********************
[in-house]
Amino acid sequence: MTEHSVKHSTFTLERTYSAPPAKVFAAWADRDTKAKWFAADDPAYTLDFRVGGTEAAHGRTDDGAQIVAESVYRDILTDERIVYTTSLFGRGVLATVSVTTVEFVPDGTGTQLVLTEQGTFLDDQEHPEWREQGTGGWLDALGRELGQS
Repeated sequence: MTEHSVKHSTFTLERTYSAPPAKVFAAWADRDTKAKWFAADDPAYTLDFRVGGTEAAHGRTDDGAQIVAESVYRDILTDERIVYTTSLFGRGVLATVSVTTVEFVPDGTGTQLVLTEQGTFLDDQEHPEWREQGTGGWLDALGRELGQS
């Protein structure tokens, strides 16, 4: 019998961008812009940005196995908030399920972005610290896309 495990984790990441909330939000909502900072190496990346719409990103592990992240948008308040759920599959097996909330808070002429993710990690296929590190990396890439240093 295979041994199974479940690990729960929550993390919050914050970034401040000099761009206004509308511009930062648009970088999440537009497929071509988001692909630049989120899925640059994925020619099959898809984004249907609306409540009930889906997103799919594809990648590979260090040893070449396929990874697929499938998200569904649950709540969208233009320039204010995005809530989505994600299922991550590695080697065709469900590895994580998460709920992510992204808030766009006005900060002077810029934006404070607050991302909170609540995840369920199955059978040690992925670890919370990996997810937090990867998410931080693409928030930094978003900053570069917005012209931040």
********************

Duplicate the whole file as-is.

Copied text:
[in-house]
Amino acid sequence: MTEHSVKHSTFTLERTYSAPPAKVFAAWADRDTKAKWFAADDPAYTLDFRVGGTEAAHGRTDDGAQIVAESVYRDILTDERIVYTTSLFGRGVLATVSVTTVEFVPDGTGTQLVLTEQGTFLDDQEHPEWREQGTGGWLDALGRELGQS
Repeated sequence: MTEHSVKHSTFTLERTYSAPPAKVFAAWADRDTKAKWFAADDPAYTLDFRVGGTEAAHGRTDDGAQIVAESVYRDILTDERIVYTTSLFGRGVLATVSVTTVEFVPDGTGTQLVLTEQGTFLDDQEHPEWREQGTGGWLDALGRELGQS
């Protein structure tokens, strides 16, 4: 019998961008812009940005196995908030399920972005610290896309 495990984790990441909330939000909502900072190496990346719409990103592990992240948008308040759920599959097996909330808070002429993710990690296929590190990396890439240093 295979041994199974479940690990729960929550993390919050914050970034401040000099761009206004509308511009930062648009970088999440537009497929071509988001692909630049989120899925640059994925020619099959898809984004249907609306409540009930889906997103799919594809990648590979260090040893070449396929990874697929499938998200569904649950709540969208233009320039204010995005809530989505994600299922991550590695080697065709469900590895994580998460709920992510992204808030766009006005900060002077810029934006404070607050991302909170609540995840369920199955059978040690992925670890919370990996997810937090990867998410931080693409928030930094978003900053570069917005012209931040």